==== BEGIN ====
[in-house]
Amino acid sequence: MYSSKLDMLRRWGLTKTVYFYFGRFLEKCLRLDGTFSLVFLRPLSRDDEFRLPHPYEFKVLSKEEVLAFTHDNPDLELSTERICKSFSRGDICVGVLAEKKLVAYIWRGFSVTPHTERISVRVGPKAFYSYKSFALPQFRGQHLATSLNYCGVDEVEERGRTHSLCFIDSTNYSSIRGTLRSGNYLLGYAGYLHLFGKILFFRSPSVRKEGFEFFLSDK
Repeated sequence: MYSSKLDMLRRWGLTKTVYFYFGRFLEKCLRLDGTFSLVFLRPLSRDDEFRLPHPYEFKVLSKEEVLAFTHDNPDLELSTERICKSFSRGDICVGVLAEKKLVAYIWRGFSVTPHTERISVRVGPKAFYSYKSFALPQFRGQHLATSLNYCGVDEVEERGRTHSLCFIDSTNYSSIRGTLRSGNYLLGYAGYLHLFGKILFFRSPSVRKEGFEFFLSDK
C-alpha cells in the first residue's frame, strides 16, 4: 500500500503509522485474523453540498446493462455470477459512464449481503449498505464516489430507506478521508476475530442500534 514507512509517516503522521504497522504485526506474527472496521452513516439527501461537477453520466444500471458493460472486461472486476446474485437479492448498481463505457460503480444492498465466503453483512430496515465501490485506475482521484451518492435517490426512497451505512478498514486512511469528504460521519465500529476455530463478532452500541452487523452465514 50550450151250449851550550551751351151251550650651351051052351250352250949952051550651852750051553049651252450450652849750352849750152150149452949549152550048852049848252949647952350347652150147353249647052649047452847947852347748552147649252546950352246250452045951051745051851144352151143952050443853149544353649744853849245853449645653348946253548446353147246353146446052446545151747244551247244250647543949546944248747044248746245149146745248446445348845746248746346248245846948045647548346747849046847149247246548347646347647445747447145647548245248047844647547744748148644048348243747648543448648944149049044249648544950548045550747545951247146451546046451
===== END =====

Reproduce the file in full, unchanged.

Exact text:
[in-house]
Amino acid sequence: MYSSKLDMLRRWGLTKTVYFYFGRFLEKCLRLDGTFSLVFLRPLSRDDEFRLPHPYEFKVLSKEEVLAFTHDNPDLELSTERICKSFSRGDICVGVLAEKKLVAYIWRGFSVTPHTERISVRVGPKAFYSYKSFALPQFRGQHLATSLNYCGVDEVEERGRTHSLCFIDSTNYSSIRGTLRSGNYLLGYAGYLHLFGKILFFRSPSVRKEGFEFFLSDK
Repeated sequence: MYSSKLDMLRRWGLTKTVYFYFGRFLEKCLRLDGTFSLVFLRPLSRDDEFRLPHPYEFKVLSKEEVLAFTHDNPDLELSTERICKSFSRGDICVGVLAEKKLVAYIWRGFSVTPHTERISVRVGPKAFYSYKSFALPQFRGQHLATSLNYCGVDEVEERGRTHSLCFIDSTNYSSIRGTLRSGNYLLGYAGYLHLFGKILFFRSPSVRKEGFEFFLSDK
C-alpha cells in the first residue's frame, strides 16, 4: 500500500503509522485474523453540498446493462455470477459512464449481503449498505464516489430507506478521508476475530442500534 514507512509517516503522521504497522504485526506474527472496521452513516439527501461537477453520466444500471458493460472486461472486476446474485437479492448498481463505457460503480444492498465466503453483512430496515465501490485506475482521484451518492435517490426512497451505512478498514486512511469528504460521519465500529476455530463478532452500541452487523452465514 50550450151250449851550550551751351151251550650651351051052351250352250949952051550651852750051553049651252450450652849750352849750152150149452949549152550048852049848252949647952350347652150147353249647052649047452847947852347748552147649252546950352246250452045951051745051851144352151143952050443853149544353649744853849245853449645653348946253548446353147246353146446052446545151747244551247244250647543949546944248747044248746245149146745248446445348845746248746346248245846948045647548346747849046847149247246548347646347647445747447145647548245248047844647547744748148644048348243747648543448648944149049044249648544950548045550747545951247146451546046451